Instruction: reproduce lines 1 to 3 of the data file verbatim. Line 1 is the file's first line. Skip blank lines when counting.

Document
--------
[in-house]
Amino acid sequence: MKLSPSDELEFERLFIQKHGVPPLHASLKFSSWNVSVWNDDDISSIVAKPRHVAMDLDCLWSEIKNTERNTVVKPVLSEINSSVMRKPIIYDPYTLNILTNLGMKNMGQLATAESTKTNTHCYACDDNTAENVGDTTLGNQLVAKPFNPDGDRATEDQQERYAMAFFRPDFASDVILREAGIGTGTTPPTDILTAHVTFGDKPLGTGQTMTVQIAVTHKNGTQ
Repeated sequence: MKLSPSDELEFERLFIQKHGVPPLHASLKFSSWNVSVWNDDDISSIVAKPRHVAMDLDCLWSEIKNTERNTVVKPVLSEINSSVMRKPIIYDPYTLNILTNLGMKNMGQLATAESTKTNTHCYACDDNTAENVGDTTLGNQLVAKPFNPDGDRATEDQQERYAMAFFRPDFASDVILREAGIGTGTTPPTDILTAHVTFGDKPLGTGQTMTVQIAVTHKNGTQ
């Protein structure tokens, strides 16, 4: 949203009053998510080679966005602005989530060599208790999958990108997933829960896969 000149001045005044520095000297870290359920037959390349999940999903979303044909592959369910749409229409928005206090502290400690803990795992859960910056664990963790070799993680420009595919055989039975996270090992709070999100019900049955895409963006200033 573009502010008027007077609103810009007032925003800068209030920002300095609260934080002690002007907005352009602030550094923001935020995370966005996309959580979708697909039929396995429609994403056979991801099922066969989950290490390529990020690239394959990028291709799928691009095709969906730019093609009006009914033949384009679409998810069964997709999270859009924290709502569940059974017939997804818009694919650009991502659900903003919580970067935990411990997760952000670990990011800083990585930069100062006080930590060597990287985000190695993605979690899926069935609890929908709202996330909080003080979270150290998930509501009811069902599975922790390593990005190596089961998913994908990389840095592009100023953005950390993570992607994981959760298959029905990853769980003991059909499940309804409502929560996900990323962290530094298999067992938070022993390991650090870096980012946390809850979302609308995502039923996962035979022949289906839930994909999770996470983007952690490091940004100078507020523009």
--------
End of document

[in-house]
Amino acid sequence: MKLSPSDELEFERLFIQKHGVPPLHASLKFSSWNVSVWNDDDISSIVAKPRHVAMDLDCLWSEIKNTERNTVVKPVLSEINSSVMRKPIIYDPYTLNILTNLGMKNMGQLATAESTKTNTHCYACDDNTAENVGDTTLGNQLVAKPFNPDGDRATEDQQERYAMAFFRPDFASDVILREAGIGTGTTPPTDILTAHVTFGDKPLGTGQTMTVQIAVTHKNGTQ
Repeated sequence: MKLSPSDELEFERLFIQKHGVPPLHASLKFSSWNVSVWNDDDISSIVAKPRHVAMDLDCLWSEIKNTERNTVVKPVLSEINSSVMRKPIIYDPYTLNILTNLGMKNMGQLATAESTKTNTHCYACDDNTAENVGDTTLGNQLVAKPFNPDGDRATEDQQERYAMAFFRPDFASDVILREAGIGTGTTPPTDILTAHVTFGDKPLGTGQTMTVQIAVTHKNGTQ